Category: LIFTING


When I was recording with the trio this week, the first take was pretty uneven on my part because I could not hear myself in the studio.

So I asked for a pair of play-back headsets.

And when I could listen to the bass player and the drummer, things went pretty smoothly after that.

Likewise, I heard my ego tell me to attempt the bravado of squatting 315lbs, which I hadn’t done in a while, but I figured I could manage since I had only just deadlifted the same weight for three reps.

However, at 275lbs, I decided to listen to my body and stop. I ended up getting a good workout at that weight with two sets for three repetitions each set, and most importantly, no injuries.

Today, I heard a complete stranger (but regular) at the gym “feel the need to compliment” me on my weight loss.

I absolutely hate it when people display their ignorance. Especially when they have idea what I’m doing, or what process with which I’m engaged.

I have the feeling that this person wouldn’t dare to comment on a woman’s body in this day and age.

I expect the same social courtesy.

So I’m not listening.

But, clearly, I’m pissed.



The thing about New Year’s resolutions is that they can really turn against you.


Remember how last year was supposed to be: more glitter, less bitter?


I must have used a billion gallons of glitter to offset the million incidents that could have turned my heart black(er) with malice.


Good thing, I buy my glitter wholesale and in bulk.


So I’m wondering what it will mean this year to: stay humble, hustle harder.


Already, on my first day back at work I got bitched out for something I didn’t do, which I am pretty damn sure I wasn’t told to do in the first place.


I stayed humble by biting my tongue, then apologizing for the miscommunication, even though it wasn’t mine, and just walked away, fuming in very reticent silence.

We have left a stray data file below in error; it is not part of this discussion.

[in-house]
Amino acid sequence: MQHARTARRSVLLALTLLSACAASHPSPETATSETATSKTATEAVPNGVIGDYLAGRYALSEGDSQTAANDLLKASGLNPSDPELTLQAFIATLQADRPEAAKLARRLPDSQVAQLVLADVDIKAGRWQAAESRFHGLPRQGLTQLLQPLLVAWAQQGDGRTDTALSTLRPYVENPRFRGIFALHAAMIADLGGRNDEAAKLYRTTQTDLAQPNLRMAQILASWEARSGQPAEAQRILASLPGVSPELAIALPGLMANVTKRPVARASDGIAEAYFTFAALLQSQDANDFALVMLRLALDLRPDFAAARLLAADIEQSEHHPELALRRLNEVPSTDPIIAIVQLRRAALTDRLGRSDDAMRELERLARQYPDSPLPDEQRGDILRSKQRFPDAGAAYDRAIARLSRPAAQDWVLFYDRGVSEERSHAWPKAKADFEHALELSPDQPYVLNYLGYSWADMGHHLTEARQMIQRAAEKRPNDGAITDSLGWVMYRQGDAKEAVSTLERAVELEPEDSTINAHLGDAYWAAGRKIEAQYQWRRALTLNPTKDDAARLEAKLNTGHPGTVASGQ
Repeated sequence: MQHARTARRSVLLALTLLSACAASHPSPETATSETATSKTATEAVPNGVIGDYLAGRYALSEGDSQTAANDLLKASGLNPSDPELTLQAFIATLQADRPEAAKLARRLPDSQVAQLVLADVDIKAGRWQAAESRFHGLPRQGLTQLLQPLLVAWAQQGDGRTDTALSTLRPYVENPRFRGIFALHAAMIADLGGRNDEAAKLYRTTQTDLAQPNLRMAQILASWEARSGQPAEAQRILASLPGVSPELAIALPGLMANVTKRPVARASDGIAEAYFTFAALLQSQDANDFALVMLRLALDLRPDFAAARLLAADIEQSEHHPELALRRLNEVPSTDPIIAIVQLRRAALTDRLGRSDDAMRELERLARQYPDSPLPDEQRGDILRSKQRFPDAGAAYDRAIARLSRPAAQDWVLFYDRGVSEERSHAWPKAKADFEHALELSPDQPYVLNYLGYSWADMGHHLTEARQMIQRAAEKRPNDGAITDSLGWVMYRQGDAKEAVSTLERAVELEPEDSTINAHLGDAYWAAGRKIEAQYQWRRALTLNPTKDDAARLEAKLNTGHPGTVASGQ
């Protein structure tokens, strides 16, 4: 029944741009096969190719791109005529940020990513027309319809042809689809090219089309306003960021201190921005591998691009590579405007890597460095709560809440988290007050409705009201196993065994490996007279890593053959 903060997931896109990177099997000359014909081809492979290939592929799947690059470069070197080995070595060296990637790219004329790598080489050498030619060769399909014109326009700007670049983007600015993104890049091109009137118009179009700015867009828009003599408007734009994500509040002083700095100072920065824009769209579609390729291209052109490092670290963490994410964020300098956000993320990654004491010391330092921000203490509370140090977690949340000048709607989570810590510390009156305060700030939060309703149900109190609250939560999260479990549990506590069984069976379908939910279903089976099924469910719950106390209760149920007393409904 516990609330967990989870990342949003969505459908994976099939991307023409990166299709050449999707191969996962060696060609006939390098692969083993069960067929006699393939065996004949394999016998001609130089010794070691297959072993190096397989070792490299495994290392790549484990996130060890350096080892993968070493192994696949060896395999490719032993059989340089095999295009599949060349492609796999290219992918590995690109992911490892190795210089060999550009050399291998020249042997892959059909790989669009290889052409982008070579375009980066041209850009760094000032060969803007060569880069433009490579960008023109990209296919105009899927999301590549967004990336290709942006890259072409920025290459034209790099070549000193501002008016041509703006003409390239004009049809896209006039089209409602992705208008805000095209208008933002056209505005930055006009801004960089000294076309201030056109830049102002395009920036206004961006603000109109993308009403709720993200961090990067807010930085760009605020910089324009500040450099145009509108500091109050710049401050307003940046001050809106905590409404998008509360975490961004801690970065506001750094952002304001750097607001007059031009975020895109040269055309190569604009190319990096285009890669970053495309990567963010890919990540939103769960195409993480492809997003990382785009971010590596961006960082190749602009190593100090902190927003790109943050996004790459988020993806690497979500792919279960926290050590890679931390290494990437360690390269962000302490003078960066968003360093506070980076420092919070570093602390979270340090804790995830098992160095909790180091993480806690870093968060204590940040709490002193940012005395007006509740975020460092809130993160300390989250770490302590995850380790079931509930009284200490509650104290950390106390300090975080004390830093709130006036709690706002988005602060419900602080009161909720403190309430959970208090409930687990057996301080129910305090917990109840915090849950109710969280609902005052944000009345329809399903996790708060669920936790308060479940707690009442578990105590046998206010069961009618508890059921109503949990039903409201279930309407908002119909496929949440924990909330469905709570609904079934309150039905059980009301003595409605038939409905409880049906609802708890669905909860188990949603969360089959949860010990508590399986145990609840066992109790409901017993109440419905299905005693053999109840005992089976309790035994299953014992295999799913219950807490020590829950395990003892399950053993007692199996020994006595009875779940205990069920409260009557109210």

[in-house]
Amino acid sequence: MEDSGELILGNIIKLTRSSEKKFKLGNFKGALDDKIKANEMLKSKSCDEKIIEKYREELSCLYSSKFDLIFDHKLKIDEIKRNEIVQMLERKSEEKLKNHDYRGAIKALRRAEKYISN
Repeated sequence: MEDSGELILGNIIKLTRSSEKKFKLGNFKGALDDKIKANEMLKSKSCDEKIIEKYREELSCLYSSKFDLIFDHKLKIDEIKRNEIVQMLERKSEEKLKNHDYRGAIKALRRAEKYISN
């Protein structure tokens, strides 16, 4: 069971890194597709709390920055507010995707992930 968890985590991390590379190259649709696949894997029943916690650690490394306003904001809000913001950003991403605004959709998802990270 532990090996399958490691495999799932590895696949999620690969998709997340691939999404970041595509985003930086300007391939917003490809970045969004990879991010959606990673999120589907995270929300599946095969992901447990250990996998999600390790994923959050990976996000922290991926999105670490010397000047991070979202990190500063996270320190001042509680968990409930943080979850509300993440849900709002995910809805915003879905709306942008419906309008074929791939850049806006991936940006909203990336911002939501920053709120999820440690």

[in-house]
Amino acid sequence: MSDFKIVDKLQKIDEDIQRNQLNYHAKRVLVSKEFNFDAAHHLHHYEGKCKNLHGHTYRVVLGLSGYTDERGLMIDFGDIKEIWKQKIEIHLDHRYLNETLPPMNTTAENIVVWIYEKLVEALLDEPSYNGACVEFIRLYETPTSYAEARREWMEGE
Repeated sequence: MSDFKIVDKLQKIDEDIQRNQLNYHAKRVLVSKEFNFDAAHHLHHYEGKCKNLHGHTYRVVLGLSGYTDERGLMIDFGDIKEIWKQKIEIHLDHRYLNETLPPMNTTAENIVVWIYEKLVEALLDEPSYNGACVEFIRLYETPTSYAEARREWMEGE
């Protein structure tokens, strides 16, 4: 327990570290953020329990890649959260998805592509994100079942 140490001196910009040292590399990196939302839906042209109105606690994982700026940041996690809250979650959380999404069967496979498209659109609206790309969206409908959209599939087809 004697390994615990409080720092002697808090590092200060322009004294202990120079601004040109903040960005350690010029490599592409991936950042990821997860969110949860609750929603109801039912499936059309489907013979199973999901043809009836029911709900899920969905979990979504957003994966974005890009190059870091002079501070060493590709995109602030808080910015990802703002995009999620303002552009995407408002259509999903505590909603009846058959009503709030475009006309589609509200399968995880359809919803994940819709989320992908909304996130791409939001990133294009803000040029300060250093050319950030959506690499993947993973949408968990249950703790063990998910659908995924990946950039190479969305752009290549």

Now, I’m anticipating what kind of unforeseen road to personal growth hell is paved with the intention of hustling harder.


Maybe, I should continue to keep stocking up on that glitter.


At this time of year, there are many new faces in the gym during my regular training hours.


Some people are getting a head start on their New Year’s resolutions.


And some other people are there because they are on vacation from work or simply home for the holidays.


Today, as I am changing out in the locker room to leave, two college boys are arriving.


It’s just the three of us in there and the boys aren’t particularly muscular or good looking, so I’m paying them absolutely no attention.


While trying to get my snow boots on without having to untie and retie the laces, I hear one of them mention something “hysterial, yo, that (his) uncle said at Christmas dinner.”


He elaborates, “What with all this having to be politically correct and everything, my uncle’s new code for gay is ‘Tinkerbell’, you know, because gay guys stand like that fairy with their limp wrists.”